Was Social Media A Big Factor In Holiday Purchases? Reach Your Own Conclusion!

It's sometimes amazing (and disappointing) what you find when you scratch beneath the surface of headlines. Take this one from Mashable: "Social Media Not a Big Factor in Holiday Purchases." It’s a big, eye-catching, alarm-raising headline, but as I dug into the story beneath the headline, I found my impression changed considerably.

The article reports on a ForeSee study that, according to Mashable, demonstrates that "social media may be an underwhelming driver" of retail sales. Based on the Mashable article, I downloaded the report from the ForeSee site, expecting a thorough exploration of social media's role in holiday shopping purchases. I was surprised to find that the portion pertaining to social media was a mere two sentences in the 22-page report. (In fact, ForeSee notes that its report could not contain all of the findings of the study, so additional information relating to topics like social and mobile will be made available in future weeks by request.)

In the very brief section dedicated to social media and holiday retail, ForeSee reveals that just 5% of online holiday shoppers report being primarily influenced to visit top retailer sites by social media channels, compared with 19% primarily influenced by promotional email and 8% as a result of search engine results. Based on these findings, ForeSee laments that "retailers continue to put vast resources into this type of marketing" and states, "tried-and-true online marketing tactics should not be abandoned or ignored in favor of newer media." Mashable declares, "The power of social media to influence purchase decisions may be overstated."  

I have no access to the data beyond what was included in the report, but I'd suggest these results be considered in a broader context that includes:

  • Social Media marketing is still young. In some ways, we're in the "brochureware" stage of social media marketing. The term brochureware was coined in the early days of the Web when companies would simply convert their existing collateral material into static, non-functional Web sites. In essence, they were taking the paradigm of an established media and attempting (rather weakly) to graft it onto a new medium.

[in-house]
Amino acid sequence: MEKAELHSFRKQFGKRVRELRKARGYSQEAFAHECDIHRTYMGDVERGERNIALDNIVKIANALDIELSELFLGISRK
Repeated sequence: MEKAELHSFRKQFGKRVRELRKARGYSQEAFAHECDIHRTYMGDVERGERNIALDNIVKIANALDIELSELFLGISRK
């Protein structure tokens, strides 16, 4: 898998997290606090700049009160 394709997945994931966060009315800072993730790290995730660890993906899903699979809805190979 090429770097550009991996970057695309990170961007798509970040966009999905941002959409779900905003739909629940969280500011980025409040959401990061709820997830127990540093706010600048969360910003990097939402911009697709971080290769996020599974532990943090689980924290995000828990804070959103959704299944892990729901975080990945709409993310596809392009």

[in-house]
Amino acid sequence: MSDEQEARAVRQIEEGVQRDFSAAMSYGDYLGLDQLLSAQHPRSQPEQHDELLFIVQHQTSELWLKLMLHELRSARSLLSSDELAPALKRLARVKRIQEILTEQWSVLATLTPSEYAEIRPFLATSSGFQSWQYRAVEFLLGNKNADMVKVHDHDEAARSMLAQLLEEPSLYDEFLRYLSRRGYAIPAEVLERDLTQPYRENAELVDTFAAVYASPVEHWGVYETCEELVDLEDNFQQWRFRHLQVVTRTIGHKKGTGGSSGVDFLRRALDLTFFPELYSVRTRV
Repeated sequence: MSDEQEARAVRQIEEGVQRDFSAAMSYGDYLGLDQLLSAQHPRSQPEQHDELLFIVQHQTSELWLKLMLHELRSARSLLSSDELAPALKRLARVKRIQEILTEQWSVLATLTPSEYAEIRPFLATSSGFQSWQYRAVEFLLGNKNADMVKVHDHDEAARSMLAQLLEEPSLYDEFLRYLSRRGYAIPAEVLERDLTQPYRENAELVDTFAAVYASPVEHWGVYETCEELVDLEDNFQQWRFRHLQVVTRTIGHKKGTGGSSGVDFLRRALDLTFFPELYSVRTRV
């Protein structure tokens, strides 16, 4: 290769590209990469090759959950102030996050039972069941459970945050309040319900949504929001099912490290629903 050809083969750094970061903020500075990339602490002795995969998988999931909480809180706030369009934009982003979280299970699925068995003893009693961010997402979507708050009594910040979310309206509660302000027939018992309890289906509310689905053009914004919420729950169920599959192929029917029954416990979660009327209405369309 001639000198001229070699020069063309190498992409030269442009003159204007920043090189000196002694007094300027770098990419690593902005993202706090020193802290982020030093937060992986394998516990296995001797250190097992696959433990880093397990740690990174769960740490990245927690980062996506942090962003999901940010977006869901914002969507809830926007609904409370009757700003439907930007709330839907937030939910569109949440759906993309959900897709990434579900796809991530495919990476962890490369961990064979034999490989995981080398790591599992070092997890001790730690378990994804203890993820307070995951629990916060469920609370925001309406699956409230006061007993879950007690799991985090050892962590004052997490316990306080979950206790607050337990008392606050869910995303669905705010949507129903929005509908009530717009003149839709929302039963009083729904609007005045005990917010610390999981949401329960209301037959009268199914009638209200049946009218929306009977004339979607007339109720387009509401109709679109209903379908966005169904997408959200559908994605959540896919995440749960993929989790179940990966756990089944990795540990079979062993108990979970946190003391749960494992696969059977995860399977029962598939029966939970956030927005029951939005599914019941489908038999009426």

And that's what's happening today in social media; for example, JCPenney became the first national retailer to launch a complete shopping experience within Facebook. Its Facebook store allows users to "shop the latest styles right on Facebook and then share your top picks." Were consumers really clamoring to have the experience of JCPenney.com duplicated in Facebook or for easier ways to spam friends with product advertising on their walls?  

    In the future, social commerce will create exciting new experiences for shoppers, but for now this sort of "store in a tab" functionality is simply grafting an old paradigm into a new medium. That is why we should be cautious about how we judge social's impact today; after all, for most retailers the 2010 holiday season was probably only their second with a serious social media strategy as part of their marketing mix. We will get a much better view into how social drives retail in the years to come, as marketers gain experience and get more innovative and as social matures in the same manner email and search engine marketing did more than a decade earlier. 
     

  • Self-reported data on influence is unreliable. Asking someone what influences them is not an effective way of evaluating what really influences them. First of all, we’re all bombarded with too many marketing messages to reliably dissect our own influencers. Consider the barrage of retailer social media messages to which you were exposed this past holiday season: How many check-ins, articles and blog posts about social media programs, brand-related status updates from friends or marketers and ads on social sites did you see? And let’s not forget the “analog groundswell” (or plain old real-world dialogue with friends). Evaluating the extent to which this mélange of voices and messages influenced where you shopped or what you purchased is a lot to ask of an individual.

    Furthermore, The ForeSee survey question plays into a psychological blind spot in human self-awareness that is called "third-person perception." This is defined as the tendency for people to think others are more influenced by media than they are themselves. (Are you influenced by advertising? Of course not — you're much too smart and self-aware for that!  Advertisers spend over $100 billion dollars each year to influence everyone but you.)

    In Media Effects: Advances in Theory and Research, Jennings Bryant and Mary Beth Oliver cite several studies on third-person perception. For example, one study found that individuals perceived other people were more influenced than themselves by commercials for household products, liquor and beer and cigarettes. Even young schoolchildren exhibit third-person perceptions — elementary and middle school students perceived that cigarette ads have significantly greater impact on others than themselves. Instead of asking consumers if they were influenced by a marketing channel, it is much more effective to measure actual influence based on behavior or attitudinal shifts (which is, admittedly, a tougher nut to crack, but can be done in different ways, such as media mix modeling).